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authorSamuel Thibault <samuel.thibault@ens-lyon.org>2018-11-27 22:17:15 +0100
committerSamuel Thibault <samuel.thibault@ens-lyon.org>2018-11-27 22:17:15 +0100
commit920b6eebb17e73ea85ecda92adfba196686886af (patch)
tree5b3216dc1e8420fc698c8b45abdce65dc4b79dd2
parentbc652bac4ffedfb0444100a027727a5ea9dcee75 (diff)
Fix some details on RPCs
-rw-r--r--rpc.mdwn7
1 files changed, 3 insertions, 4 deletions
diff --git a/rpc.mdwn b/rpc.mdwn
index 7db5f10..e58f005 100644
--- a/rpc.mdwn
+++ b/rpc.mdwn
@@ -14,13 +14,12 @@ communicating with another userspace process. For example, a user may use
emacs to open a text file for editing. On the Hurd, glibc turns the C function
call into appropriate RPC calls to ext2fs. It is important to remember that
gnumach's IPC facilitates this communication between emacs and ext2fs (with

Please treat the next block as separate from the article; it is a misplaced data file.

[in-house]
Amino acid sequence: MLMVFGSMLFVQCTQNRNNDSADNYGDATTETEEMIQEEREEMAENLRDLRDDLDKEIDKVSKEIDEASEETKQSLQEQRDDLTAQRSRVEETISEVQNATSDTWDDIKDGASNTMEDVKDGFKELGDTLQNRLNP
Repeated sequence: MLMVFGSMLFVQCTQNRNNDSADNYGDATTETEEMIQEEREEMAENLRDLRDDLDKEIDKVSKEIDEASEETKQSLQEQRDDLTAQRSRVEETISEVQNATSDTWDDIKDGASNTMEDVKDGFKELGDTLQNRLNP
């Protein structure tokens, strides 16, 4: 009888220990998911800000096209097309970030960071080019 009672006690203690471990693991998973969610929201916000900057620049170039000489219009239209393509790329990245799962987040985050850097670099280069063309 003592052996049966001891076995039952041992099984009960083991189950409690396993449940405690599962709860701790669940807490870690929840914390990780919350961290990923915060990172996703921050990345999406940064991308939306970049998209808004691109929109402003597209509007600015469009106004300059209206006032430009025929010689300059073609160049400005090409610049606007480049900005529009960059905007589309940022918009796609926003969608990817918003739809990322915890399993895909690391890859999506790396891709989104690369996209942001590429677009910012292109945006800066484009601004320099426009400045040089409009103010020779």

-the gnumach mach_msg () syscall: one to send the message and one to receive
-the reply).
+the gnumach mach_msg () syscall).
It is also important to distinguish an RPC from a [[system call|system_call]].
-A system call, happens when a userspace process requests something of the kernel.
+A system call is always a userspace process requesting something from the kernel.
An RPC is generally one userspace process requesting something from another
-userspace process.
+userspace process, but it can also be from the kernel. Devices, for instance, can live both in the kernel or in userspace processes, RPCs are used to discuss with them in both cases.